Created by those involved and studying at the Musical Theatre Academy, this festive pantomime really puts a quirky twist on the traditional story of Cinderella.
It has been such a difficult year for students, having had their education so disrupted as it has been – but those at the Musical Theatre Academy have refused to let this dampen their spirits by creating this sharply written pantomime that pokes fun at Coronavirus and all the restrictions.
With a book and direction by Howard Samuels, Covidella and the Masked Ball follows the story of Covidella, who is the servant to her stepmother Countess Corona and two stepsisters hilariously named Bacteria and Germina. Of course Covidella wants to go to the upcoming royal ball along with them – but can she find a way?
The production is riotous fun from start to finish, replicating all the fun of a traditional pantomime – including bad jokes, audience participation (that recreates the atmosphere of watching the show in person with the help of the cast not on stage) and songs by Annemarie Lewis Thomas that really add to the fun of the show. There is a great pace and energy as the story unfolds that keeps the audience really engaged with the characters.
It really is an original and refreshing take on the classic pantomime – particularly when you throw into the mix characters such as Jeannie, Fairy Liquid, Dandy Lion and Anti Bac – all of whom try and help Covidella on her path to romance with Prince Charming.
Visually, there is also plenty to be admired as well. From Stewart J Charlesworth’s designs to the way in which magical effects have been applied to allow the fairies to do their magic – a lot of time and thought has gone into the creation of this family friendly show.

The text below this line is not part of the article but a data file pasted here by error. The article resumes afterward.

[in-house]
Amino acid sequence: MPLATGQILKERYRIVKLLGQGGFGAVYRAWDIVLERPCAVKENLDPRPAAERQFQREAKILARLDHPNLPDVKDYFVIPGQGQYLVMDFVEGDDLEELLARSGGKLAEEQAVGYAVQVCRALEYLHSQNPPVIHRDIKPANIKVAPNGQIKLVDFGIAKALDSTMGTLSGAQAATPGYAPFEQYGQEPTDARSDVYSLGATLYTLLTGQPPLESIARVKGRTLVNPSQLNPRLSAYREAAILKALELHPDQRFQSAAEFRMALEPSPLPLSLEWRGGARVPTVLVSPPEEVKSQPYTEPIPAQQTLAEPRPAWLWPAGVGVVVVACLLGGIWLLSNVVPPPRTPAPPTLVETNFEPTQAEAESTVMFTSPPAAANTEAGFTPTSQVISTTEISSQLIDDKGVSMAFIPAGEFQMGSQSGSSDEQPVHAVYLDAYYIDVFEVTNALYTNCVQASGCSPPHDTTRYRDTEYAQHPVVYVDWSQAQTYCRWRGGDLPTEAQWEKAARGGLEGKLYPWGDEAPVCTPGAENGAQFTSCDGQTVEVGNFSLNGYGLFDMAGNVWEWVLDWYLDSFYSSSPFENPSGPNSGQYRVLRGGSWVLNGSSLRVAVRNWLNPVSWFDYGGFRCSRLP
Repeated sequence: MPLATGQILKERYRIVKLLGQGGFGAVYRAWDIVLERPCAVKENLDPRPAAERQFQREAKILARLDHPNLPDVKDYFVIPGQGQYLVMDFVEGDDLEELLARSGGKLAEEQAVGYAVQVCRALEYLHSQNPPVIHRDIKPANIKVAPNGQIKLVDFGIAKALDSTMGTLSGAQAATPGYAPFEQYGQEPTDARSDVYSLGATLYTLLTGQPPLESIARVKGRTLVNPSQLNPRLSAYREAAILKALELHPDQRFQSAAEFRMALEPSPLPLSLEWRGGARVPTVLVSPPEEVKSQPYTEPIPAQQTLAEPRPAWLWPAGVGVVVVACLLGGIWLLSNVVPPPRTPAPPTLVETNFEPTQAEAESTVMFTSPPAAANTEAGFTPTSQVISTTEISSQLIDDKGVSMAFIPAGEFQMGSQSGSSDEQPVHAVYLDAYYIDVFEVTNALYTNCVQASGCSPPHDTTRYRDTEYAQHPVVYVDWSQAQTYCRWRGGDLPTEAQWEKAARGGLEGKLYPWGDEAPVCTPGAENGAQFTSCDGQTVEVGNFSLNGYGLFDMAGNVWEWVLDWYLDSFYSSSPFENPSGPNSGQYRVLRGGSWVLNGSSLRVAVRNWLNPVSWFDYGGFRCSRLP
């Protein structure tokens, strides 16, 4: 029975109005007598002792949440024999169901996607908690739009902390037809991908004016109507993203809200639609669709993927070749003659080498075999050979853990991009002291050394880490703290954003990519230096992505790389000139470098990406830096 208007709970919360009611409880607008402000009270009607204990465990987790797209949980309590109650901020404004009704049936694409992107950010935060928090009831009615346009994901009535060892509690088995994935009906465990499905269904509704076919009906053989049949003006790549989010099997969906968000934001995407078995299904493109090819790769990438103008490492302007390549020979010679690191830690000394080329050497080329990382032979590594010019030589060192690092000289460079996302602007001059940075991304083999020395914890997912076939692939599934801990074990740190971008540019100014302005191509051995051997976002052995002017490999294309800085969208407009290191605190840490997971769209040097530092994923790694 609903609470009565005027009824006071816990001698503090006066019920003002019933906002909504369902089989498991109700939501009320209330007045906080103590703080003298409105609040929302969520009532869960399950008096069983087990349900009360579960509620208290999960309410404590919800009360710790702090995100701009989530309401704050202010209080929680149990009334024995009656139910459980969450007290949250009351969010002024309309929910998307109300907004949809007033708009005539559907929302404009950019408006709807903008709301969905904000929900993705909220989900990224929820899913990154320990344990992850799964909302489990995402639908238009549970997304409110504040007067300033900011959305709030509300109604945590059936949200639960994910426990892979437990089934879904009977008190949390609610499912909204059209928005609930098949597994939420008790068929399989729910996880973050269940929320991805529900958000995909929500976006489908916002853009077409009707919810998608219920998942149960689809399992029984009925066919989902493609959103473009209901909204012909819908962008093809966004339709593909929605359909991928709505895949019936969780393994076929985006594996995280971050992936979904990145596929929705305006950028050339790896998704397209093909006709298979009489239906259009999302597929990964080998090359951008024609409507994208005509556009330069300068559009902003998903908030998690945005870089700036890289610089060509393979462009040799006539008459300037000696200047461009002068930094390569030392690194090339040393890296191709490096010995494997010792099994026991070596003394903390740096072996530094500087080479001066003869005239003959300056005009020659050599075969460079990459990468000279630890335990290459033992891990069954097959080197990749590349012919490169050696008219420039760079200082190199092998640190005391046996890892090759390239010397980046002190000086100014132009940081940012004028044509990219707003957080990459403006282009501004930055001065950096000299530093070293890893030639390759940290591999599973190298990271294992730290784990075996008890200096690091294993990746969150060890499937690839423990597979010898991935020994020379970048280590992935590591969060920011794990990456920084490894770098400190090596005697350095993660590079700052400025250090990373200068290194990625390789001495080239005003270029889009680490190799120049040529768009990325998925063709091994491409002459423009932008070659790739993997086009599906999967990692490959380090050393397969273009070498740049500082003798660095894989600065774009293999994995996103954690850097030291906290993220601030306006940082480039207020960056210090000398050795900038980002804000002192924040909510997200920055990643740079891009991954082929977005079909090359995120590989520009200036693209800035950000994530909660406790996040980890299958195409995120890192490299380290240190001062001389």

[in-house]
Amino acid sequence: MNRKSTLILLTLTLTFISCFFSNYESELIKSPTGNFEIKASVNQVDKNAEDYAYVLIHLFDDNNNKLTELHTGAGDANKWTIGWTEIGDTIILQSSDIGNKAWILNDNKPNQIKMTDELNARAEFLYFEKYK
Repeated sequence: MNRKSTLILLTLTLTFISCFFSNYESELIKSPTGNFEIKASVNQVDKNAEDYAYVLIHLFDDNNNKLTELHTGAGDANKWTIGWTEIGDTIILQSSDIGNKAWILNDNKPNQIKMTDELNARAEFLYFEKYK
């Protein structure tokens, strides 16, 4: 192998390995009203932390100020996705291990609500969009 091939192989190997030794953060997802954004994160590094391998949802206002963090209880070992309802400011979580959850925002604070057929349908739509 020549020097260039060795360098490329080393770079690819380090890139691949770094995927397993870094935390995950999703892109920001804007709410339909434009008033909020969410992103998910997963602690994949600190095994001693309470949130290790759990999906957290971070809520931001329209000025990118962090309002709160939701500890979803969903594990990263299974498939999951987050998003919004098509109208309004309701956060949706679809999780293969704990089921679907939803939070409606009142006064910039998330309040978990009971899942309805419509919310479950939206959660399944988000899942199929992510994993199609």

The production is performed by the academy’s current graduating year group and their sheer energy and joy is completely infectious to behold. While all offer strong performances, particular stand outs for me include Alex Matthews as Covidella’s loyal friend Bubble, who really gets into the spirit of things and is certainly suitably encouraging when it comes to the audience participation segments. Elsewhere, Stamatis Seraphim was delightfully villainous as Countess Corona, Emma Thrower as Anti Bac was wonderfully comedic and endearing and CherAnn Thorkilsen as Covidella who offers a lovely innocence to her performance.
Overall, this was a really joyful production from all those involved and a great showcase for all the upcoming talent that we will all have the joy of watching develop in their careers in the future.
By Emma Clarendon
Covidella and the Masked Ball is available to stream via Stream.Theatre until the 7th January.